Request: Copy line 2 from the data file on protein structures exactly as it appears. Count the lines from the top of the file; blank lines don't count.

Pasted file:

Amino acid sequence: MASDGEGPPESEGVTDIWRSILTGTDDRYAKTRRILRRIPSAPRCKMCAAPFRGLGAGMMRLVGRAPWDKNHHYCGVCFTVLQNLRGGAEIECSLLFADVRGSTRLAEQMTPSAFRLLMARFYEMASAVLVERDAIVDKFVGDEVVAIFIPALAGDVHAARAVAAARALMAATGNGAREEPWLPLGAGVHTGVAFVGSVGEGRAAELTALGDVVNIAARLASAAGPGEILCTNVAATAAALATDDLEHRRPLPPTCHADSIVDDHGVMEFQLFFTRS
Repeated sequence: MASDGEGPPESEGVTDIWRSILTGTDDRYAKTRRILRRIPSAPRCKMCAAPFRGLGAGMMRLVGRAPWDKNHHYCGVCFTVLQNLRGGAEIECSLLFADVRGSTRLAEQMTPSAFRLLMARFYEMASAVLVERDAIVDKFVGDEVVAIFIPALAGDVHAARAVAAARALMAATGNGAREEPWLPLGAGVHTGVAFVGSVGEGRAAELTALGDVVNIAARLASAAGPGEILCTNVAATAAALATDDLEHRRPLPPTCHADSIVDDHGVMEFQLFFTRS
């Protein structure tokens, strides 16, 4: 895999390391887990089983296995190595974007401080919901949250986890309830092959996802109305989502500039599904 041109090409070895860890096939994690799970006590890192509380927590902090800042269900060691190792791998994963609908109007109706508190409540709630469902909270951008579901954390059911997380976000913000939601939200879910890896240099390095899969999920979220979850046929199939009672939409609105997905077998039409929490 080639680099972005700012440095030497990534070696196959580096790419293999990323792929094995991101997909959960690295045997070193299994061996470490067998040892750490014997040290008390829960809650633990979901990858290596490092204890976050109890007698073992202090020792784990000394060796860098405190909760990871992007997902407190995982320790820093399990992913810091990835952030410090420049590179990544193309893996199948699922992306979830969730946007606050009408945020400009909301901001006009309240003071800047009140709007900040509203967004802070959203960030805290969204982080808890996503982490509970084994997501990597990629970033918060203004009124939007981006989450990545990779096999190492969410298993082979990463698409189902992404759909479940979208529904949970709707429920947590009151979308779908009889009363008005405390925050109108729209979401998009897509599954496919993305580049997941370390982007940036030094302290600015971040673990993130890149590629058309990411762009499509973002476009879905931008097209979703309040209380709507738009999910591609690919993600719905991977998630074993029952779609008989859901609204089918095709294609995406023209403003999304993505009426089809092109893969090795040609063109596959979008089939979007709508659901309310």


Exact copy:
Repeated sequence: MASDGEGPPESEGVTDIWRSILTGTDDRYAKTRRILRRIPSAPRCKMCAAPFRGLGAGMMRLVGRAPWDKNHHYCGVCFTVLQNLRGGAEIECSLLFADVRGSTRLAEQMTPSAFRLLMARFYEMASAVLVERDAIVDKFVGDEVVAIFIPALAGDVHAARAVAAARALMAATGNGAREEPWLPLGAGVHTGVAFVGSVGEGRAAELTALGDVVNIAARLASAAGPGEILCTNVAATAAALATDDLEHRRPLPPTCHADSIVDDHGVMEFQLFFTRS